March 10, 2014 / BEST DAY EVER
March 10, 2014
So here’s what went down: You went into the office, all fired up for the big meeting. You pitched that great idea that popped into your brain last month and have been working on non-stop ever since. The thing is, though, that it didn’t really turn out the way you’d imagined it. The audience didn’t smile all the way through. Their faces didn’t change from quizzical to delighted to beaming. The ovation at the end was polite, but not rousing. Oh, and it was a long, long way from “standing”.
And the questions! You didn’t really plan for questions, did you? Not apart from “How did you think of such a brilliant idea?” Instead, people were questioning each and every one of your assumptions. They doubted that key parts of the idea would be accepted by the users. THEY ASKED WHAT WAS TRULY NOVEL ABOUT IT! Bastards. That’s what you get for working in an uncreative organization…
OK, now hold that thought. I’m willing to bet that if you’re reading this, you’re the kind of person that can relate to the story above. You might even have lived through it, and thus feel entitled to calling your organization any number of not-so-nice names. Well, time for some reality therapy. You’re wrong, dead wrong. Sure, your organization may lack a certain je ne sais quoi in the innovation department, but the story above isn’t proof of it. On the contrary.
Most every organization bemoans their lack of ideas, yet they are often overflowing with and positively awash in ideas. The problem is that the same organizations that are bursting with ideas great and small are at the same time preternaturally good at killing these same ideas.
You see, the story at the start wasn’t about organizations killing ideas, but the very opposite of that. What that story was about was critique, about people listening to your idea and engaging with the same, about them asking follow-up questions, inviting you to argue for your idea. That’s not a bad thing. That’s an excellent thing. That’s the best thing ever.
Many organizations do get creativity wrong a lot of the time. Most of the time, even. Far too many think that creativity is all about sunshine and lollipops, and perversely think that a creative environment is one where people are constantly smiling and where every idea is met with high-fives and applause. But this isn’t the hallmark of a creative organization at all. In fact, I think it sounds an awful lot like hell.
The real measure of a creative culture is not that it’s exceptionally uncritical and populated by Prozac-drones. The real measure of a creative culture is that it cares about ideas, and sometimes criticism is a beautiful way to show that you care.
Think back to the original story once more. What is the worst response you could have received? Think about the possibility of you giving a passionate talk, presenting your idea and then… nothing. Just blank stares. A barely masked yawn. A shrug of the shoulders, and that’s all she wrote. Worse than questions? You betcha. Guess what? There’s another version of that silence. That’s the version where everyone listens, smiles, even applauds. But still remain mostly silent. Say things like “Nice!” or “Yeah.” or “Love that.” Where someone ends the whole thing by saying “Well, you’ve given us lots to think about.” That, my friend, is indifference in disguise.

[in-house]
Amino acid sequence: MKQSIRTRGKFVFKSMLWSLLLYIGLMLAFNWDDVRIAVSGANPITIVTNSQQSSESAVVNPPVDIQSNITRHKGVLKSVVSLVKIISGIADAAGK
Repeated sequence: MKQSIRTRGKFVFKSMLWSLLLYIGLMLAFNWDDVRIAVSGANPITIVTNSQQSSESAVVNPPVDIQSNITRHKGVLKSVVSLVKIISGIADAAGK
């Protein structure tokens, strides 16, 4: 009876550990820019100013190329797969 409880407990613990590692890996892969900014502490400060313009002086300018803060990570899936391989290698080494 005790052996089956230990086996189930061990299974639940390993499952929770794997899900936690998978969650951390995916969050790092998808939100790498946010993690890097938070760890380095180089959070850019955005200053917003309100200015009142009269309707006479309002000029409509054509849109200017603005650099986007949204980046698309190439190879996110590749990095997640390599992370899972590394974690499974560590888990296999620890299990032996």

You think questions are bad? Questions are wonderful! And critique is amazing! They’re both proof that people are prepared to engage with your idea, that they respect you and your thinking enough to connect with it, that they’re willing to take your idea through a trial of fire—as that’s what you do when you want something to develop and grow. The most creative organizations aren’t the ones that applaud every idea, but the ones that respect ideas enough to challenge and critique them.
The very best creative organizations understand, on a deep, cultural level, that respect for ideas means engaging with them, and that engagement isn’t just pats on the back or cheerful smiles. They understand that asking questions is a way of saying “I see you, fellow dreamer, as worthy of my attention.” They understand that creativity flows from friction—not just passively nodding along to each and every idea—and from pushing budding ideas towards something greater. They scoff at the people who think that creativity is best captured in one of those sad brainstorming affairs where “every idea is wonderful” and questions are banished. They build a culture of forceful, natural critique, filled with individuals who can both dish it out and take it in turn, who cherish the engagement that is the hallmark of truly creative cultures.
So your idea got trashed at the meeting? Good. I’m happy for you, and I hope you remembered to say “Thank you.” You were given a gift, although you might have missed it. Your colleagues showed that they’d listened. They challenged you to let you shine. They showed your idea love by trying to help it be all it can be, and they invited you in to the real dance of creativity; a dance where you get to flex your muscles, go beyond your comfort zone, step up and fight for your idea. Both you and the idea got a chance to become something bigger and better than you were before the meeting. You both had the best day ever.